PowerShell script makes it easy to find and delete them
As the result of a few wrong switches, Microsoft Systems Management Server (SMS) created but didn't delete some folders on many computers at my company. For example, the folders highlighted in Figure 1 were some of the folders added to one machine.
Figure 1: Example of folders created but not deleted by SMS
Because the folders created by SMS didn't have Full Control Administrators permission applied, deleting those folders involved:
- Logging on to each machine locally or remotely.
- Applying Full Control Administrators permission to each folder. Without this permission, the folders can't be deleted by administrators.
- Deleting the folders.
Manually performing these steps would've been time-consuming, so I wrote a PowerShell script, deljunkfolders.ps1, to automatically delete the folders and their contents. All the folders contained a subfolder named update, like that in Figure 2. So, deljunkfolders.ps1 looks for subfolders named update in top-level directories.
Figure 2: Looking for an update subfolder in top-level folders
After finding all the top-level folders that contain an update subfolder, deljunkfolders.ps1 uses the Get-Acl cmdlet to copy permissions from a folder where the administrators have Full Control Administrators permission, then uses the Set-Acl cmdlet to apply that permission to the folder that needs to be deleted. Finally, the script either displays the folders to be deleted or deletes them, depending on the command you use to launch the script.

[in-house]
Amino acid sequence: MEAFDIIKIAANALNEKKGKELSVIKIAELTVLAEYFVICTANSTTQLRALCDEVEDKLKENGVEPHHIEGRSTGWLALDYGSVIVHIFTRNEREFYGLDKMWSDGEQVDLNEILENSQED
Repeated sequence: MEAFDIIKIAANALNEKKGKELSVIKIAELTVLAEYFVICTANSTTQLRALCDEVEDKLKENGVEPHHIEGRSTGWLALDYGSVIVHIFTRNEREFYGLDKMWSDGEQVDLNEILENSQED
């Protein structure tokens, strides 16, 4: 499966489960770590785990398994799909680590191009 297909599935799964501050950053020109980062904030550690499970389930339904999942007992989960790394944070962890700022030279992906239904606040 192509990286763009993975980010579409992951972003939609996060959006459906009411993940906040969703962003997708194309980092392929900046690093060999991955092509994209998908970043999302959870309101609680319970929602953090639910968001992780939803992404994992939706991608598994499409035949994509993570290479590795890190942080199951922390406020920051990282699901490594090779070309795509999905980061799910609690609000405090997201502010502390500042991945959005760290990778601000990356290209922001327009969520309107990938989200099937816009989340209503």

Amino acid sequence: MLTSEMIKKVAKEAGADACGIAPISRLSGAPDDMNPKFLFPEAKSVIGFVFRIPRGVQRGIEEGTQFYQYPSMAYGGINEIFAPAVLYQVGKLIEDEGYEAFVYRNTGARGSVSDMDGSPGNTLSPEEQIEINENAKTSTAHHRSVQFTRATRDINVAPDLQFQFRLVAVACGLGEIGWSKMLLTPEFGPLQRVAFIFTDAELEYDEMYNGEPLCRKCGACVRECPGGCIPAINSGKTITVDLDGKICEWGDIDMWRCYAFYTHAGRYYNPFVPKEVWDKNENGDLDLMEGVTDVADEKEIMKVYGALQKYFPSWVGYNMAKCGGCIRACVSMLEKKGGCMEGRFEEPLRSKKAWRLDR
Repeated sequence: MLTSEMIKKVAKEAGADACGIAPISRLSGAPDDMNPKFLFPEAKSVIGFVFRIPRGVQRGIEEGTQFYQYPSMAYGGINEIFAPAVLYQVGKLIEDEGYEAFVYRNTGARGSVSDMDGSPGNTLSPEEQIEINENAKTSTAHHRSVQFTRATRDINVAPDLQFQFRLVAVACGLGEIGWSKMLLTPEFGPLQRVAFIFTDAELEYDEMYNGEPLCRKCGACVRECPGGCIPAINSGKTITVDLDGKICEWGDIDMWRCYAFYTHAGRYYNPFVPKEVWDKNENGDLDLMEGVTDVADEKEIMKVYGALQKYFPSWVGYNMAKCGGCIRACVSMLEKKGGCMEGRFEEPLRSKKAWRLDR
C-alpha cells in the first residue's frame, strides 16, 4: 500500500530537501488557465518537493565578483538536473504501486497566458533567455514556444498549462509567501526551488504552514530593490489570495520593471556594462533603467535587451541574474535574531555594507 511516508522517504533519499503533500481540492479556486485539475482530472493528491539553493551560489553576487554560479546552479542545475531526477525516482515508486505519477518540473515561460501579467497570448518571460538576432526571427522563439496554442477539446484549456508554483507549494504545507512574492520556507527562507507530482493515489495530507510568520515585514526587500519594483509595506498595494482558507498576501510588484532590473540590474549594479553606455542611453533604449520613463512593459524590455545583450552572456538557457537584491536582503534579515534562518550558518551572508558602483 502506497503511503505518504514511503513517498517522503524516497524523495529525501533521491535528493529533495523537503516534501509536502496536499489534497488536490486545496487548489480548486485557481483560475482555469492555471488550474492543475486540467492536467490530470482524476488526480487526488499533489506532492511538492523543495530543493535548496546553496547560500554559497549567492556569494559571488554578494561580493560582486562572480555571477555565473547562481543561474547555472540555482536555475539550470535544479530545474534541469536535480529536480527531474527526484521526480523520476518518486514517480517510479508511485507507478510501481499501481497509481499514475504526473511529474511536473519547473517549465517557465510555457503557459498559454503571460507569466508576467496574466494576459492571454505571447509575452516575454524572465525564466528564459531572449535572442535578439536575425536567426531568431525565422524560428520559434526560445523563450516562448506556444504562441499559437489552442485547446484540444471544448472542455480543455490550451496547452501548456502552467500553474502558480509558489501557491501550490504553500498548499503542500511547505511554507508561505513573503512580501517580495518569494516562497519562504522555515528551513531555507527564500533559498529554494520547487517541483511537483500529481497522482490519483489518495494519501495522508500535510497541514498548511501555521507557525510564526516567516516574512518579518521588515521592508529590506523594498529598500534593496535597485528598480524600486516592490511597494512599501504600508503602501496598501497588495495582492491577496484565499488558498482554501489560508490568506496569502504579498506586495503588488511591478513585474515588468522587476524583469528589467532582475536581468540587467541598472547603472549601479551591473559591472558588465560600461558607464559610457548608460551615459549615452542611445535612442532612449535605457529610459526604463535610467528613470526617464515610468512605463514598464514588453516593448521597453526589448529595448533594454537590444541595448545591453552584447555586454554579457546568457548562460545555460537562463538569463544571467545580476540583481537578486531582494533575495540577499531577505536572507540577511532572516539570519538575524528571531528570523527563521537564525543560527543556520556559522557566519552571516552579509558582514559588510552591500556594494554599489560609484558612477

If you want to preview the folders that will be deleted and deljunkfolders.ps1 resides on the D drive, you'd use a command such as
Powershell.exe D:\deljunkfolders.ps1 Pclist.txt
Pclist.txt is an input file that contains the names of the computers you want to check. When you create this text file, the computer names need to follow format
If you're happy with the results in the preview, you can perform the actual deletion using a command such as
Powershell.exe D:\deljunkfolders.ps1 Pclist.txt 1
The last argument (1) tells the script to delete the folders. Note that if a computer is unavailable, the script returns a message stating that the ping failed for that computer.
You can download deljunkfolders.ps1 by clicking the Download the Code Here button at the top of the page. Using this script as a template, you can create your own solution to delete folders that SMS created but didn't delete. I used PowerShell 1.0 to create this script, which I tested on Windows XP.